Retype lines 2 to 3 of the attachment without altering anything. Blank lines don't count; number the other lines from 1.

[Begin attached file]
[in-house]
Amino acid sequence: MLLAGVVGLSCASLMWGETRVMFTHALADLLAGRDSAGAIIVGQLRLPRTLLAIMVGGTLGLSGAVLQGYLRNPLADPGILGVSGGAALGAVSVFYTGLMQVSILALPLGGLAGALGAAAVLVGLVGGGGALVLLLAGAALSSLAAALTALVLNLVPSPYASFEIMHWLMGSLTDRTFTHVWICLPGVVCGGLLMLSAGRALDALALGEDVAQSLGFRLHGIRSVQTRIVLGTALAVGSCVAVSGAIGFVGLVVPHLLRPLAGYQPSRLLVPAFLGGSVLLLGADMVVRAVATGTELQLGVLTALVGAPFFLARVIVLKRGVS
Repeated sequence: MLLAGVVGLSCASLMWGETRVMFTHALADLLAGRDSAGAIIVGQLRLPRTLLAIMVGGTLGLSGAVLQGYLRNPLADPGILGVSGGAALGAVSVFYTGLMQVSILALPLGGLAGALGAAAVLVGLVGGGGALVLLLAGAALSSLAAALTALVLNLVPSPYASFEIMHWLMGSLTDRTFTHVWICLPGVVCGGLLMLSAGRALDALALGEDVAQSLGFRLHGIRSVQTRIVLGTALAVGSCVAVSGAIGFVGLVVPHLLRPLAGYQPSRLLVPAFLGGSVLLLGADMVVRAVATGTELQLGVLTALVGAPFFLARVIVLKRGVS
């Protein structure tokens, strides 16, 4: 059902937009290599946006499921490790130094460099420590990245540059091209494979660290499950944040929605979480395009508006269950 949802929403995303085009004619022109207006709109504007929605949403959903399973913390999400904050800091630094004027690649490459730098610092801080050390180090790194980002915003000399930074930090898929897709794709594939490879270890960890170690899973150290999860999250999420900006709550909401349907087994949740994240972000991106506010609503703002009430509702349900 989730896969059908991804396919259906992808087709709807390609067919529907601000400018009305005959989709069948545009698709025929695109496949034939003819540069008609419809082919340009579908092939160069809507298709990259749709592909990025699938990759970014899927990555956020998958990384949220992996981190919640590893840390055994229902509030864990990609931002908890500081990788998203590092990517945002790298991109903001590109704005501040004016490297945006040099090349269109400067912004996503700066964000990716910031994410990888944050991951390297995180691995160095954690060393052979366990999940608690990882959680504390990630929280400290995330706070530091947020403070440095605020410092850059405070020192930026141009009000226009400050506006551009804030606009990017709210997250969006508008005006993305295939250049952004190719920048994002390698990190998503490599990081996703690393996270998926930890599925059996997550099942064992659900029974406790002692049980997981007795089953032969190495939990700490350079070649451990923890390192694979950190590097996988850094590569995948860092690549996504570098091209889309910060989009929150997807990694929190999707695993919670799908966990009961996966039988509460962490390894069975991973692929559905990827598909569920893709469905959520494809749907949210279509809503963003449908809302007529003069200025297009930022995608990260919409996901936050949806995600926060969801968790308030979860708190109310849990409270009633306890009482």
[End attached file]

Amino acid sequence: MLLAGVVGLSCASLMWGETRVMFTHALADLLAGRDSAGAIIVGQLRLPRTLLAIMVGGTLGLSGAVLQGYLRNPLADPGILGVSGGAALGAVSVFYTGLMQVSILALPLGGLAGALGAAAVLVGLVGGGGALVLLLAGAALSSLAAALTALVLNLVPSPYASFEIMHWLMGSLTDRTFTHVWICLPGVVCGGLLMLSAGRALDALALGEDVAQSLGFRLHGIRSVQTRIVLGTALAVGSCVAVSGAIGFVGLVVPHLLRPLAGYQPSRLLVPAFLGGSVLLLGADMVVRAVATGTELQLGVLTALVGAPFFLARVIVLKRGVS
Repeated sequence: MLLAGVVGLSCASLMWGETRVMFTHALADLLAGRDSAGAIIVGQLRLPRTLLAIMVGGTLGLSGAVLQGYLRNPLADPGILGVSGGAALGAVSVFYTGLMQVSILALPLGGLAGALGAAAVLVGLVGGGGALVLLLAGAALSSLAAALTALVLNLVPSPYASFEIMHWLMGSLTDRTFTHVWICLPGVVCGGLLMLSAGRALDALALGEDVAQSLGFRLHGIRSVQTRIVLGTALAVGSCVAVSGAIGFVGLVVPHLLRPLAGYQPSRLLVPAFLGGSVLLLGADMVVRAVATGTELQLGVLTALVGAPFFLARVIVLKRGVS